A New Core Principal

The focus of so many risk management courses for doctors in the past has been the old standard rule to “document, document, document.” How many CME courses have you attended in the past that drilled you with this defensive motto? Although good documentation is vitally important, I want you to consider a more fundamentally important motto: relationship, relationship, relationship. Nearly every patient lawsuit against a physician addresses some grievance the patient had in their relationship with the physician or practice. Very few patients who report having a great relationship with their physician will choose later to bring a lawsuit against them. The stronger your doctor / patient relationships are, then the weaker the legal system becomes as an option for patients to resolve the unexpected outcomes that naturally arise in every medical practice. Consider what Sir William Osler, often called the most influential physician in history, stated so eloquently when he said that “Patients don’t care how much you know until they know how much you care.”

The focus on patient relationship is a much more positive and rewarding stance that we can take. The idealists among us may even say just focusing on relationships would cure the world, let alone the majority of lawsuits against doctors. Good relationships are about always doing the right thing for the other person. There is no amount of documentation that will avoid a lawsuit being filed or restore a broken relationship.

The top ten patient satisfaction elements are concern, friendliness, patience, sincerity, consideration, availability, technical quality of care, outcome, cost, and practice environment. We can break these elements down into a few key areas where a patient is most likely to experience them at your practice.

Reception / Greeting

  • What is your patient’s first experience when they call or arrive in person?
  • Is the first contact friendly, patient and attentive, or does it feel rushed?
  • Is the environment well organized and thoughtful for patients, or simply functional?
  • Is there any plan for addressing problems or complaints?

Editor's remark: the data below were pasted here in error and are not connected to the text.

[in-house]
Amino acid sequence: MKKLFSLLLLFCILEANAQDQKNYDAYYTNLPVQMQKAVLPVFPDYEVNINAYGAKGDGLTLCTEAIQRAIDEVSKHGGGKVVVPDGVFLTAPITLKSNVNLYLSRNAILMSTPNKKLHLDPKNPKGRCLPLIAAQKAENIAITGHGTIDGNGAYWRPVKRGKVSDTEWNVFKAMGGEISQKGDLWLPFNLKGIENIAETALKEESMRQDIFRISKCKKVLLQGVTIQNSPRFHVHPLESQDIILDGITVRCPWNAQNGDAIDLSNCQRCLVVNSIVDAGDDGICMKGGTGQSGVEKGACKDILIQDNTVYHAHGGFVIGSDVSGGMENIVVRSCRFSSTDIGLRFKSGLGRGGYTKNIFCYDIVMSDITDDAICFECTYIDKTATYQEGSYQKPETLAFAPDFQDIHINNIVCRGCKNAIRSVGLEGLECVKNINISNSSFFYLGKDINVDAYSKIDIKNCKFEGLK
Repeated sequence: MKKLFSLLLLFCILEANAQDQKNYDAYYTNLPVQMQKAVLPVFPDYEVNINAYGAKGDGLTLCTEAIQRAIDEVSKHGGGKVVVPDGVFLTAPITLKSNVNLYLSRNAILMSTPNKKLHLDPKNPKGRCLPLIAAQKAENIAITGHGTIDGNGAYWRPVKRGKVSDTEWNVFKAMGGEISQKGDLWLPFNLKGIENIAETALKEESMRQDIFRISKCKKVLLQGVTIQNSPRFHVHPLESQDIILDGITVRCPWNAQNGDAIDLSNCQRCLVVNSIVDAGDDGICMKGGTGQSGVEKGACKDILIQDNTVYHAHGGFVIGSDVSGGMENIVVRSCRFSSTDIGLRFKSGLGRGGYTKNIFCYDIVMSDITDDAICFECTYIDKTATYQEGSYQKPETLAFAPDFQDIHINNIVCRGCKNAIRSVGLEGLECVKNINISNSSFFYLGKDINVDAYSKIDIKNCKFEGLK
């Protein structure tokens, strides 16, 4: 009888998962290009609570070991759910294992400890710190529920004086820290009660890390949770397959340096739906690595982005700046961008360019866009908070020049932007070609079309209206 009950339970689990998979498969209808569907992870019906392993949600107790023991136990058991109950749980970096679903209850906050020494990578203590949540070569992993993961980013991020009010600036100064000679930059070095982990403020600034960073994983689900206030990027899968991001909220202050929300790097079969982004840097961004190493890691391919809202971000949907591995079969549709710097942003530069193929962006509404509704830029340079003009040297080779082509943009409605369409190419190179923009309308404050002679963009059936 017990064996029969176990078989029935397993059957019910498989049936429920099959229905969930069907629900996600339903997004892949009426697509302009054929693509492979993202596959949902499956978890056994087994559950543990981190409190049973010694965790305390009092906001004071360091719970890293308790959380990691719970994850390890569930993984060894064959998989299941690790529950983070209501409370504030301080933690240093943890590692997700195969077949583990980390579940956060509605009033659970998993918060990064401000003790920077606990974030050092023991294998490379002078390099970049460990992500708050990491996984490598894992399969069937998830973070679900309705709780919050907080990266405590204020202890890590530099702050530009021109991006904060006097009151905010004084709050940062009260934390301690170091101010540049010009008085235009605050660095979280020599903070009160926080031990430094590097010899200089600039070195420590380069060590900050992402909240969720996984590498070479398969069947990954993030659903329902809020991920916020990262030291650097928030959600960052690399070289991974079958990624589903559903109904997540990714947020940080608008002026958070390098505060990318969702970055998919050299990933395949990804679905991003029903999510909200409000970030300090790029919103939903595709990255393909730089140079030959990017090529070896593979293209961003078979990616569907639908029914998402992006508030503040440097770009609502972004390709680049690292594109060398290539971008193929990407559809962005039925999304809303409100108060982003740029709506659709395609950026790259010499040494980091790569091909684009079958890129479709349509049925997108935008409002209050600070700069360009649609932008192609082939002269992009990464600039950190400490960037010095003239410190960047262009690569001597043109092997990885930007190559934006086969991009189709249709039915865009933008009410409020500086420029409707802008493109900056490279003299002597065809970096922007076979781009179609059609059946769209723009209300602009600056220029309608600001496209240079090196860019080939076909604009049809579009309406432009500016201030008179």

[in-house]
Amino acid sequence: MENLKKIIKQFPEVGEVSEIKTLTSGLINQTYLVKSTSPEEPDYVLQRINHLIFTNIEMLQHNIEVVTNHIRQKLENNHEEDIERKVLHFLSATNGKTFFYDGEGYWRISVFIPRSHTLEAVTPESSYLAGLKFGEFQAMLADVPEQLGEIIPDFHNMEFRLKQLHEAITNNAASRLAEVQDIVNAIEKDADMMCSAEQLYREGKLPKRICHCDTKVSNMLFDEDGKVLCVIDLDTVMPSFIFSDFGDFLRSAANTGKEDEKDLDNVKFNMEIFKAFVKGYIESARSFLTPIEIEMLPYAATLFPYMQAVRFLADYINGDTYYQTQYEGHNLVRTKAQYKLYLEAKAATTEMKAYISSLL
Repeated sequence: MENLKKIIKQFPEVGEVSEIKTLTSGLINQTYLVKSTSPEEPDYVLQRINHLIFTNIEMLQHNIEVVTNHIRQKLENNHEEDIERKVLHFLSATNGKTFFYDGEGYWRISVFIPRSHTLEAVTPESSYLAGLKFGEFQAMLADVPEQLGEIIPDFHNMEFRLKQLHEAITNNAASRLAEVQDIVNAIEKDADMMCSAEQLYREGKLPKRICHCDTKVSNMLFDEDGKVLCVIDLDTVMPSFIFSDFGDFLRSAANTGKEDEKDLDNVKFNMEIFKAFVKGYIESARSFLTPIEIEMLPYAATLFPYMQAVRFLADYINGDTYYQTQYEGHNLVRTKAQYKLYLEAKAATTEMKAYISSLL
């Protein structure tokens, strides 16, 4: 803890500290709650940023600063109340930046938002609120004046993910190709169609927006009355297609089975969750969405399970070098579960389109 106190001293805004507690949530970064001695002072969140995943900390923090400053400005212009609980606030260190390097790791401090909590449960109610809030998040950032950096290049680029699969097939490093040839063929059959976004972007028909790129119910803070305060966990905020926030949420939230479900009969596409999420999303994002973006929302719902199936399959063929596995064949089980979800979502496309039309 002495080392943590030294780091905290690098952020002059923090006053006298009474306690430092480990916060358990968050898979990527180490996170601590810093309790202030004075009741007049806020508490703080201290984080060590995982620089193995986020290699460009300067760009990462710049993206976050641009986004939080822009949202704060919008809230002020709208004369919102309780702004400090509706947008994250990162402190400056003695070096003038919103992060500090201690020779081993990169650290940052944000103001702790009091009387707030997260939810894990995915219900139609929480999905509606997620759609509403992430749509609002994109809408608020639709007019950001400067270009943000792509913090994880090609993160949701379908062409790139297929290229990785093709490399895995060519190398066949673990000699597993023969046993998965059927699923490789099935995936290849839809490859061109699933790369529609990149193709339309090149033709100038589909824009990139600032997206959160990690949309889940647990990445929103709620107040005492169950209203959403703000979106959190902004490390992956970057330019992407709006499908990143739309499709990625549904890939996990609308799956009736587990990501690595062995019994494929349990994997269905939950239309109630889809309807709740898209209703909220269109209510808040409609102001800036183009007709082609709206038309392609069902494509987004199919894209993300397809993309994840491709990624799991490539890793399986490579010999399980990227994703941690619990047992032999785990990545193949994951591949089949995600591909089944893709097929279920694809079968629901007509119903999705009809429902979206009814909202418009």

Meeting / Examination

  • What attention is given to placing the patient at ease?
  • Can you identify any individual needs to make the patient more comfortable?
  • Can you share any personal thoughts, common interests, or even humor?
  • Is there any undelivered communication from the patient? (Do you ask?)

    Departing / Billing

  • Is any effort made to determine whether the patient’s needs have been met?
  • Is there any take-away to instruct, inform, or summarize the office visit?
  • Is the billing process simple, friendly and straightforward?
  • Does the patient feel they are a valued customer and welcomed to call anytime?

    Almost all of these are benchmarks of caring and they can be enhanced with clear communication and by managing your patients’ expectations. Again, satisfied patients do NOT sue their doctors even when they are not satisfied with their health. Many lawyers hear from potential plaintiffs who do not want to sue one certain member of their team of doctors because they like them. They like them because they feel cared for, which sounds simple and rhetorical, but that is the point. The vast majority of doctors deeply care about their patients, but unfortunately too many do not know how to communicate this effectively or show their caring.

    According to most professional risk management studies, up to seventy-five percent of lawsuits can be attributed to some form of communication problems. The great news about this rather astounding fact is that this can be fixed, as opposed to many cases that stem from diagnostic or surgical errors. The ancillary motto to relationship, relationship, relationship is of course to communicate, communicate, communicate. Clear communication is essential to building good relationships, but mix in a highly charged personal health issue and/or a dose of unexpected outcomes; then we have a perfect formula for building attorney wealth.

    Think what a difference you can make in your patients’ and your own satisfaction and in decreasing your chances of being sued, by focusing on your patient relationships, communication techniques, and systems to improve them. By demonstrating your sincere caring for the patient relationship, you will achieve the highest potential for risk management success.